Greek Salad


A simple Greek Salad is another perfect side to the Goat Meatball Kabobs from last weeks post.   As is often the case these days, when I cook there are leftovers.  Rather than simply repeat the meal, I try to switch it up a bit  so I seems like we’re having something entirely different. This is where  today’s Greek Salad come in.  The flavors are light, bright and fresh against the rich meaty goodness of the Goat Meatball Kabobs.  If you don’t have any Goat Meatballs, it’s a great lunch on it’s own or a side salad with any grilled or roasted chicken, burger etc.

The recipe is one I had almost forgotten about from Phase One of our South Beach diet days.     It was so good that in those South Beach days I often took it to potlucks in the neighborhood or work and no one ever suspected it was “diet” food.   It’s also perfect for the season as it highlights the bounty of cucumbers and tomatoes coming from my garden.

If you don’t have the lettuce, the salad of just cucumbers, tomatoes, onion and feta with the lemon, olive oil and oregano vinaigrette is awesome as well.


Start by whisking the lemon juice, oregano and salt  and olive oil together in a small bowl. Hold back on the salt if your planning to add olives, pepperoncini or other salty ingredients. 


Add the thinly sliced onion and set aside.  This little soak will take the sharp edge from the onion and give the oregano some time to hydrate.


Tear and spin the lettuce.  A salad spinner is your best friend if you love crispy greens in you salads.


Peel and seed the cucumber.  If your using an English cucumber (those long skinny ones that come wrapped in plastic in the grocery store) you can skip the seeding step.   A spoon is the best tool for removing the watery, seedy center from “American” cucumbers.


Cut tomato or tomatoes into bite size pieces.  Even if you’re using a large tomato I don’t recommend removing the juice and seeds because that’s where most of that great tomato flavor resides.


Place the lettuce, cucumber, tomato and feta and any other optional ingredients you like in a large bowl.  Pour the vinaigrette over the top and give it a good toss.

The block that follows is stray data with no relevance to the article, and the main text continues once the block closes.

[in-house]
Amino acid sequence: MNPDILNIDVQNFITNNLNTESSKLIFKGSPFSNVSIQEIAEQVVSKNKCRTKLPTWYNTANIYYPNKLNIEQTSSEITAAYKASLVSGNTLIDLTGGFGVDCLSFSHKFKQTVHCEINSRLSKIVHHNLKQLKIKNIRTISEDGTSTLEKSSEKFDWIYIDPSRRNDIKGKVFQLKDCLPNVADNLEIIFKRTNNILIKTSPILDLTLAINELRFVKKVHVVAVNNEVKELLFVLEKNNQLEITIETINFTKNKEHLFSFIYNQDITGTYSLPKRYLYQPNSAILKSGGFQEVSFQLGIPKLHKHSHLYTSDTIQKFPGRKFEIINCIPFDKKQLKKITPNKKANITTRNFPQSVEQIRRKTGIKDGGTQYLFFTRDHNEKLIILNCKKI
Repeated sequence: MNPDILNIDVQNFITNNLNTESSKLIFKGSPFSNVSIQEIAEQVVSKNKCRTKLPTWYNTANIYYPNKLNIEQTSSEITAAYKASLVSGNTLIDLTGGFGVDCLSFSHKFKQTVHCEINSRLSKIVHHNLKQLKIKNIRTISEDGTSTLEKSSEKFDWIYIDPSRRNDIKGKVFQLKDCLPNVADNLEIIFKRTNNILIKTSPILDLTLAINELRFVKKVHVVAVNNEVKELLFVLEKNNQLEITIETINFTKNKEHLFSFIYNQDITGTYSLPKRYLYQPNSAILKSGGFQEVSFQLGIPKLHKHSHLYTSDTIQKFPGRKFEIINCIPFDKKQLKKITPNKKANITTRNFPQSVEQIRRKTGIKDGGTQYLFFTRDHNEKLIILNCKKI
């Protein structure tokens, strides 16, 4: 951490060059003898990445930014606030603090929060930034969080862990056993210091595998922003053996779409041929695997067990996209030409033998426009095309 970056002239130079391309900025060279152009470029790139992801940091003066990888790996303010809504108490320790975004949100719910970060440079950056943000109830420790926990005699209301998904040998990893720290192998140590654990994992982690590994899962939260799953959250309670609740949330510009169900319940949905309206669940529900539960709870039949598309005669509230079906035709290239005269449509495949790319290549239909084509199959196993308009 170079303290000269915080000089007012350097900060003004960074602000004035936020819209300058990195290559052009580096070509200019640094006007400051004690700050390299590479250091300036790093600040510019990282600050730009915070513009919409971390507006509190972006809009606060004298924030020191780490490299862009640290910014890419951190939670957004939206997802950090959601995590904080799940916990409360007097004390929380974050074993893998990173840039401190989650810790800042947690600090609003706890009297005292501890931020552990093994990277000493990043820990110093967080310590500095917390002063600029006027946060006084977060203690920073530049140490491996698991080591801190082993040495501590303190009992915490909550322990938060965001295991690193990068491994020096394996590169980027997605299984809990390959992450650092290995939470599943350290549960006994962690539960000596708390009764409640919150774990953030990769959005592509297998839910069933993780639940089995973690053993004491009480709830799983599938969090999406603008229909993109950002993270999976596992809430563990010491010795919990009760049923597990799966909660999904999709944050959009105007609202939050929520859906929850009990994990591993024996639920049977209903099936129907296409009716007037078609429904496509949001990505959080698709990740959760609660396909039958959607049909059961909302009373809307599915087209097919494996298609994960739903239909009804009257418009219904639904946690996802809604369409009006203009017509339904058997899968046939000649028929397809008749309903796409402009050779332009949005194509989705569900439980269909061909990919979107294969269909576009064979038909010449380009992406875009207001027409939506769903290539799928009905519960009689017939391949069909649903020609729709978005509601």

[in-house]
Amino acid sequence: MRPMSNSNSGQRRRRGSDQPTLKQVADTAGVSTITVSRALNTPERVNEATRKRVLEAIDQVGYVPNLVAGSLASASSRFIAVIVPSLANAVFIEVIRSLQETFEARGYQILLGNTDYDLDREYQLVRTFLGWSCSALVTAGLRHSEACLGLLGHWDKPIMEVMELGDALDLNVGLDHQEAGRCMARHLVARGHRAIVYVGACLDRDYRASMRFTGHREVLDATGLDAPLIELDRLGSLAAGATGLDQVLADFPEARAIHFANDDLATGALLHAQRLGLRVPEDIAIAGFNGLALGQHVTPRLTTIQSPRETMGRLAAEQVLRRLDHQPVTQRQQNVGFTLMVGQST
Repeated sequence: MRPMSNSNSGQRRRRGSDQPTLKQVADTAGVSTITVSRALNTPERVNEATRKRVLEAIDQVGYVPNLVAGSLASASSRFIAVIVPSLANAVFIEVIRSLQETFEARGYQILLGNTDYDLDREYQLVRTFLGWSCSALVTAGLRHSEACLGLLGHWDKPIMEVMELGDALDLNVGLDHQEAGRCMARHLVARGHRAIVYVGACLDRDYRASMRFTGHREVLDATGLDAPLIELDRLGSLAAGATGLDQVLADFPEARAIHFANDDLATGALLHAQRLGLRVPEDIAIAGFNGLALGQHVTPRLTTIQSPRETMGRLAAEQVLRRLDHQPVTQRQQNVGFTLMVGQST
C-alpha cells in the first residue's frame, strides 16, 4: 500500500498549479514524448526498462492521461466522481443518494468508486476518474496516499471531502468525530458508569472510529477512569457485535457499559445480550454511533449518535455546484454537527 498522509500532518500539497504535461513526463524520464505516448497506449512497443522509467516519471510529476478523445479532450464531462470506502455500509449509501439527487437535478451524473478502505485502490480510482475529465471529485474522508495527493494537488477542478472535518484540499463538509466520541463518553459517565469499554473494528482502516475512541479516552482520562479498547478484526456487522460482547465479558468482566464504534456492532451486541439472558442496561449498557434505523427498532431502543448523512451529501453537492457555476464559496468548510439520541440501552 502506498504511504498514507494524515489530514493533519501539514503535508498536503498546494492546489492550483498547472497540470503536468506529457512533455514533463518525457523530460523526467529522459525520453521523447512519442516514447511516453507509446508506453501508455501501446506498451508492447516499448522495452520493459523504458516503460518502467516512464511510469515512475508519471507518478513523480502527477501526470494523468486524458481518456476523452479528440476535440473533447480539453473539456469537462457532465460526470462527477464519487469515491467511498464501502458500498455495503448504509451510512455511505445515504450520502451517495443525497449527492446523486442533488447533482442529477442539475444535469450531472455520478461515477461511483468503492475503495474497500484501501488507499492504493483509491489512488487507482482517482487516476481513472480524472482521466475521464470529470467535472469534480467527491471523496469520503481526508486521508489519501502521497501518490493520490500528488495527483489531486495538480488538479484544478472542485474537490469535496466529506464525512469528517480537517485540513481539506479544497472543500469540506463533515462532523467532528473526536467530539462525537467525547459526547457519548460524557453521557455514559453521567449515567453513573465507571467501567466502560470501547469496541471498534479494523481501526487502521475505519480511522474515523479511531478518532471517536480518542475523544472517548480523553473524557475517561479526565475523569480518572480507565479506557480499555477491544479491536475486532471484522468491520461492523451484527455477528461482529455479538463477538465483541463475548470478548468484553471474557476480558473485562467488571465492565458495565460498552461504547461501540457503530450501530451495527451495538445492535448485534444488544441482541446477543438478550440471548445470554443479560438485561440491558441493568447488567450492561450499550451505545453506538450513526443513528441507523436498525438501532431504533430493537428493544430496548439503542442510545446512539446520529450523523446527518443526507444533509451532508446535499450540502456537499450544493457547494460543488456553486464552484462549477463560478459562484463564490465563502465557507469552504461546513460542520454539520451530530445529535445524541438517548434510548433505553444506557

Lunch is on the table! 


After I sat down to enjoy this one I remembered that I had some leftover olive oil toasted ciabatta slices and added them to the mix as well to turn this one into Greek Panzanella

Greek Salad

by: M.B. Einerson

Adapted from The South Beach Diet Arthur Agatston, M.D. 2003

 Servings: 2 as a light lunch entrée or 4 as a side salad

  • 2 Tbsp. extra-virgin olive oil
  • fresh lemon juice (usually ½ of a medium to large lemon)
  • 1 tsp. dried oregano (Turkish is best for this salad)
  • ½ tsp. Kosher salt (optional if you’re cutting back on sodium-there is plenty in the feta)
  • ½ cup thinly sliced red onion (1/4 of a medium onion)
  • 4 cups crisp salad greens (approx. 8 romaine leaves, torn into bite size pieces)
  • 1 cucumber, peeled, seeded and sliced (if your using an English cucumber you can skip the seeding part)
  • 1 large tomato, chopped or 1 ½ to 2 cherry or grape tomatoes halved ( I usually go high)
  • ½ cup (3 oz.) crumbled feta cheese (reduced fat if you want to keep the calories from fat low)
  • Garnish with Kalamata olives or Pepperoncini Peppers (optional)
  • If you want to make it a bit more filling as a lunch you can add cubes of French Bread or Ciabatta rubbed with a bit of olive oil and toasted and the salad becomes a Greek “Panzanella”

Whisk the oil, lemon juice, oregano and salt in a small bowl.  Add the sliced red onion and let it marinated while you prep the remaining ingredients.

In a large bowl, combine the lettuce, cucumber, tomato and cheese.  Pour the dressing/onion mixture over the salad mixture and toss until coated.  Garnish with olives and/or pepperoncini if desired (just remember these will also add to the sodium level in the salad.

Kalí óreksi!


French Green Bean & Roasted Potato Salad


At long last my table is filling with the bounty of locally grown produce.  To celebrate I’m going to make  French Green Bean & Roasted Potato Salad.  The recipe comes from one of my favorite non-profit organizations Local Matters and stars green beans grown in my front yard along with new red potatoes and crispy romaine lettuce from my Great River Organics CSA market bag.

This post will give you a bit of an idea of a few of the things I enjoy besides cooking in my kitchen and writing for this blog, but rest assured they don’t fall far from the tree.

The first is as a volunteer for Local Matters (  This local non-profit does incredible things in the Columbus community and beyond to positively impact our food system and I’ve been volunteering with them for over 5 years now.  The first thing that got me hooked as a volunteer for them was the fact that they were going into pre-schools  and teaching kids and teachers about  recipes like this that came from various parts of the world.  So fun and rewarding to see food that didn’t come through a drive-through or from a box bring a smile and request for more!

In the time since I first started volunteering with them,  the number and types of programs Local Matters offers has grown dramatically. They literally reach from garden to table  and the impact they have on individual’s food choices and culinary skills among the myriad of other things is truly amazing.   My joy in volunteering for them however doesn’t stop at the important work they do.  It gives me the chance to work alongside  wonderful like-minded individuals such as their executive chef Laura Robertson-Boyd who first shared this recipe with me.